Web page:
Currently Dumpster Drive is Mac-only, but the source code is available on GitHub so others can use it to make versions for other platforms.

Dumpster Drive

Source: (Adam Dachis)

Wednesday, May 25, 2011

Monday, May 23, 2011

Type Table

Font nerd alert! Here’s a three-dimensional way to express your love of letters.

The Fontable, designed by Alessandro Canepa and Andrea Paulicelli is a new concept featuring letters A-Z in lower and uppercase as well as the numbers 0-9. Each table is made from a single sheet of steel in white, black or red. The adjustable legs are anodized aluminum.

Order a single letter or a whole word.

Available at Outdoorz Gallery.

Source: Elvis Design

Friday, May 20, 2011

The Sunday Times ‘Social List’ – like a rich list for geeks - what number are you?

The Sunday Times Social List is a nice idea from The Sunday Times, giving 'the people' their own rich list of sorts. It's visually well done and as is the case with a lot of things like this at the moment, it's the data that paints the picture. Give it a go here.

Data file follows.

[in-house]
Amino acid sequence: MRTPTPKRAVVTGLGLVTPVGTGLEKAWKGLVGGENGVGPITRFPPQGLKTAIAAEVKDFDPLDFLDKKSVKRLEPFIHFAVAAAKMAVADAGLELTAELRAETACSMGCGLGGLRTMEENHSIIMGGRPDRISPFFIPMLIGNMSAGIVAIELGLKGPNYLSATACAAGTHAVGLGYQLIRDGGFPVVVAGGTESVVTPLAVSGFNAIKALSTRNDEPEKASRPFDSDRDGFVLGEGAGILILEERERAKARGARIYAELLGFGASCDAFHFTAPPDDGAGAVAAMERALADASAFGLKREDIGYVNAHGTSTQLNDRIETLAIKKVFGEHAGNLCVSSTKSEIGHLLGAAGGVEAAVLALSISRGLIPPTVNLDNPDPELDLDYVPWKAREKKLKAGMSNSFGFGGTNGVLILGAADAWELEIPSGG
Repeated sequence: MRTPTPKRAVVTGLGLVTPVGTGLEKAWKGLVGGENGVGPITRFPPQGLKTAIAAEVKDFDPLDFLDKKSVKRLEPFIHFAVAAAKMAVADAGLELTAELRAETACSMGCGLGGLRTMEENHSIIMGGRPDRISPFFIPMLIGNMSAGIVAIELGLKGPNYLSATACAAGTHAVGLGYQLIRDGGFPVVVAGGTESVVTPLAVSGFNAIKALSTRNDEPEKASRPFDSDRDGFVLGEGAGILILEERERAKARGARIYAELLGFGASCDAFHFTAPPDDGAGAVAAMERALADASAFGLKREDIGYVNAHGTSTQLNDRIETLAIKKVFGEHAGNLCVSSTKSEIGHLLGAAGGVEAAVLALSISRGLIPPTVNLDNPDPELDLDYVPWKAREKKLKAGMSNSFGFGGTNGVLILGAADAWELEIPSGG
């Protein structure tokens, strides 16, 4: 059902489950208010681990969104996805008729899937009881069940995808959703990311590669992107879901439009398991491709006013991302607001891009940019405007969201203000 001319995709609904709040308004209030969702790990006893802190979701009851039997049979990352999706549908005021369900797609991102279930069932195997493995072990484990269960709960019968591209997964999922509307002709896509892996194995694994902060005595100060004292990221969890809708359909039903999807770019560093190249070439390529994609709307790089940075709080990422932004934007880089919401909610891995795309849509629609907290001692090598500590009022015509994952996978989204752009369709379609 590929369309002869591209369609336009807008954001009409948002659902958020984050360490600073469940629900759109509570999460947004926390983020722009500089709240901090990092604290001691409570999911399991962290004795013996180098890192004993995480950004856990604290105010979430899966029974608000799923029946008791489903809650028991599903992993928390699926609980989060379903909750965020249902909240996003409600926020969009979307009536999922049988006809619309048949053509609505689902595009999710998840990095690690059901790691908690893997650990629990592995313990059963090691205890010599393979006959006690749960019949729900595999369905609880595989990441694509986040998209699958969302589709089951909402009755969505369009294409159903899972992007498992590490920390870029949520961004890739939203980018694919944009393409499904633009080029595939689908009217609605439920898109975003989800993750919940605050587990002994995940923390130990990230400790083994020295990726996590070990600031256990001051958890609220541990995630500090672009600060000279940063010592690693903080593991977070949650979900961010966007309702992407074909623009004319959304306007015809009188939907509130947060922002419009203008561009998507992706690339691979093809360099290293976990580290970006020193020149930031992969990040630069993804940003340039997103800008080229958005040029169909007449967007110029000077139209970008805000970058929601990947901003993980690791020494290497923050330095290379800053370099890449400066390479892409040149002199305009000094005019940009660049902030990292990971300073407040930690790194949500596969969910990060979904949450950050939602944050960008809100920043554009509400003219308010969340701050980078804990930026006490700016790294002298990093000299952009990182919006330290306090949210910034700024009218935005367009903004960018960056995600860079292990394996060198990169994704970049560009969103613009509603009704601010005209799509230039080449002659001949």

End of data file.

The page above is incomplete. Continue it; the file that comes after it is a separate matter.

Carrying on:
Business cards for kids

Ogilvy Brazil have created these superb personalised business cards for children at the Red Balloons English school.

Red Balloon, an English School for kids, asked its students what they wanted to be when they grow up.

Based on their answers, Ogilvy Brazil designed personalised Kids Business Cards. "Result: more kids believe in their dreams and more parents believe in the importance of English for their kids' future," say the agency.

RedBalloon Kids Business Cards from digous machado on Vimeo.

Source: Creative Review

Friskies have created iPad games for cats. Screen protectors not included.

Friskies, the cat food brand has introduced a trio of iPad apps made just for the most precious of household felines. Via Cat Fishing, Tasty Treasures Hunt and Party Mix-Up, iPad owners can alternatively swoon and gasp in sheer horror as their cats bring claw after sharpened claw to their iPad screens. It's half cute / half horror-inducing to watch.

Tuesday, May 17, 2011